Article From the Summer 2001 Issue of


The Journal of the New York Museum of Transportation


For several years we’ve been holding a model steam and gas engine show, featuring an amazing variety of miniature replicas of the machines that once powered sawmills and oil derricks, farms and factories. This year, in addition to seventeen of Karl and Nick Stilson’s models, regular exhibitor Ed Balling brought in his enormous working model of the USS Gambier Bay, an escort carrier that was sunk in the Battle of Leyte Gulf in World War II. An accurate replica of the original ship, complete with a deck full of Navy planes with their props spinning and ready for take-off, the ¼"-scale (O-gauge) model weighs 145 pounds and is over ten feet long. Ed’s work on this model amounted to over 9,000 hours, and a lot of that time was spent taking up space in Ed and Sharon’s dining room.

Ed has exhibited his model, and won national Best in Show awards for it, around the country, but the NYMT appearance was the first in the Rochester area. He has arranged to donate the model to the USS Midway museum in California, and the whole human interest story caught the attention of the Messenger-Post newspapers, leading to a nice cover article about Ed and his work. The publicity gave us another busy Sunday at the museum, and among the visitors were several WWII veterans who had served on other such Casablanca class carriers.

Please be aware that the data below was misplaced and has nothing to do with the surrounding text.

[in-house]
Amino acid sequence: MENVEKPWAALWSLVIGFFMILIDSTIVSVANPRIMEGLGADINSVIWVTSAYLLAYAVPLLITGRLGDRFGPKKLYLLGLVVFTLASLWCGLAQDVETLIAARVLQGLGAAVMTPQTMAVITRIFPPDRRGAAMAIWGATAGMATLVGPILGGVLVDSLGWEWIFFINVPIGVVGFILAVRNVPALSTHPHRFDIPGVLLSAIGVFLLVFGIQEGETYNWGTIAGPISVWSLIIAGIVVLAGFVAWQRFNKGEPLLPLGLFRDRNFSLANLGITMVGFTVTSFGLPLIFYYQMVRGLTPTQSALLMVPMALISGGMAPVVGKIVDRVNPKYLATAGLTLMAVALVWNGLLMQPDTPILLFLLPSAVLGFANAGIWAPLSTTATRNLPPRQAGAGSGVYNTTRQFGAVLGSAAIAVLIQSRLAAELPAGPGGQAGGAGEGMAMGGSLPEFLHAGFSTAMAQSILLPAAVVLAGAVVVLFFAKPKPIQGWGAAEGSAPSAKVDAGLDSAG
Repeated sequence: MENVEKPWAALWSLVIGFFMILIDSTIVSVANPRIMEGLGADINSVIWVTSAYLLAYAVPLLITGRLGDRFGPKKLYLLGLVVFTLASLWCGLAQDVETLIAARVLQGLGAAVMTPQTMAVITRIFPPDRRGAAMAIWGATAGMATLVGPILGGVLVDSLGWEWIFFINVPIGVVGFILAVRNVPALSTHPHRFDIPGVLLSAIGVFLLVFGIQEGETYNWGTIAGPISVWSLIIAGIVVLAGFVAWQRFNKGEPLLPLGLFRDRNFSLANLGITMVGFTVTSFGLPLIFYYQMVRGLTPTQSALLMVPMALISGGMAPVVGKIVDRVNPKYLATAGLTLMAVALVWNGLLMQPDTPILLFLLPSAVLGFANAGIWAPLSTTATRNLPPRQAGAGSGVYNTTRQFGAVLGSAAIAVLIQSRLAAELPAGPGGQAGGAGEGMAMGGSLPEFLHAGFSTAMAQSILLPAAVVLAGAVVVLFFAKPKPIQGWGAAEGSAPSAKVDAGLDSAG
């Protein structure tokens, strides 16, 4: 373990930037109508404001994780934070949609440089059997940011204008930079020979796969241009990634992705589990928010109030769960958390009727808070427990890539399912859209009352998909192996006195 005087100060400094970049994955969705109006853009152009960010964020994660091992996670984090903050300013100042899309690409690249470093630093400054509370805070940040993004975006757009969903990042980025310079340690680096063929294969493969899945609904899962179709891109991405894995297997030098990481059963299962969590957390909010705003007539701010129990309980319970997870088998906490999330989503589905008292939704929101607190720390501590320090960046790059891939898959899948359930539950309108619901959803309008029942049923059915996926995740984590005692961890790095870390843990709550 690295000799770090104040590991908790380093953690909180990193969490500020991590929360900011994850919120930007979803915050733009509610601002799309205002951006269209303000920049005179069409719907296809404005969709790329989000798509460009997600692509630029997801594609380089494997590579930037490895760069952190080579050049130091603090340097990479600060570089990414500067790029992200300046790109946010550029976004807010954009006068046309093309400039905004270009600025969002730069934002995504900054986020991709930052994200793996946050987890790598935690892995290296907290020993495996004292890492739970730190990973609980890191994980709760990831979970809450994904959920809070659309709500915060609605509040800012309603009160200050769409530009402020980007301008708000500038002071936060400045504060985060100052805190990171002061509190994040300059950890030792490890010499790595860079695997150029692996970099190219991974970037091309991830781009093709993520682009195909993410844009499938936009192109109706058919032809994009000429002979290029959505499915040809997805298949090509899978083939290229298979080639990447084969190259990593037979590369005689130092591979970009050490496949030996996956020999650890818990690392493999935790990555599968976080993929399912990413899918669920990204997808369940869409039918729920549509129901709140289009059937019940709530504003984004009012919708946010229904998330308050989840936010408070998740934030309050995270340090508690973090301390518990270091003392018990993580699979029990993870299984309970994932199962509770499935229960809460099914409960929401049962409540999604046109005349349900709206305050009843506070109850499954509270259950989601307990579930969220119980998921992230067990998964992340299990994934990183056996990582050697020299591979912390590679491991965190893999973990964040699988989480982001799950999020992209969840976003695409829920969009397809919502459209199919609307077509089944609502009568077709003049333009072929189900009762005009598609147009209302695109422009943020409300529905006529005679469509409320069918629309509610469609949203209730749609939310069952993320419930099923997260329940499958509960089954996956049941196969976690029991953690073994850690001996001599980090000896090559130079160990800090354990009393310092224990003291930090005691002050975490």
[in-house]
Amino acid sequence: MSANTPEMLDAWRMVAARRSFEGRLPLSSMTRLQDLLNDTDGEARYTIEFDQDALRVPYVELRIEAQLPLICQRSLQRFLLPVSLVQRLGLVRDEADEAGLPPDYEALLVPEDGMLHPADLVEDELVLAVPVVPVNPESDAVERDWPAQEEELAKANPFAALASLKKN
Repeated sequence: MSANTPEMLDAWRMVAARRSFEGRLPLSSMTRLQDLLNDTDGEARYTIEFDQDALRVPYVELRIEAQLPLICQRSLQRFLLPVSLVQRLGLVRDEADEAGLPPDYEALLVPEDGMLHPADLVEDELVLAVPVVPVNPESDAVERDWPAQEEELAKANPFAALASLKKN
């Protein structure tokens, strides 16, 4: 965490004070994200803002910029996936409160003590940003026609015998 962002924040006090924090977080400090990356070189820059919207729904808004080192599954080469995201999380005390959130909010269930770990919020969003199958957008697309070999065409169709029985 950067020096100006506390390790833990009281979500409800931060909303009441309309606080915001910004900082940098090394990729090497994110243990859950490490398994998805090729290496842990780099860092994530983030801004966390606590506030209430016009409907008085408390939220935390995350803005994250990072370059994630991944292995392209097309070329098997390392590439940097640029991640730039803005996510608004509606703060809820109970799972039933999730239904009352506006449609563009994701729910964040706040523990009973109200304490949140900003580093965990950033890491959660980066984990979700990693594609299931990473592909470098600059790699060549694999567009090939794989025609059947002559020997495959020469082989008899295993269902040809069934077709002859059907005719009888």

Bruce Aikman came over from his home in Grand Island to exhibit his equally remarkable models, also in ¼"-scale, of a
    Ed Balling’s faithful reproduction of the USS Gambier Bay
    includes the camouflage used to confuse enemy subs.

Gridley class destroyer and a Buckley class destroyer escort, and he tells us there were several veterans of these ship classes who came by to reminisce as well. Ed rounded out the exhibit with eight tug boat models, a cabin cruiser, and an Australian Navy attack boat. Out on the front lawn, Doug Metz—also from Grand Island—exhibited his full-size Eclipse hot tube natural gas engine. Doug was assisted by his friend, Jim Depew of Williamsville, and the two of them kept the hit-and-miss engine popping away throughout the day, to the delight of visitors who had never experienced such a machine.

Karl and Nick had scale replicas, toy steam engines, patent models, a Ferris wheel and an oil derrick clattering and hissing away, all functioning off the museum’s compressed air supply. We’ve discussed the possibility of opening up future shows to craftsmen who build model autos, locomotives, and even structures. Stay tuned!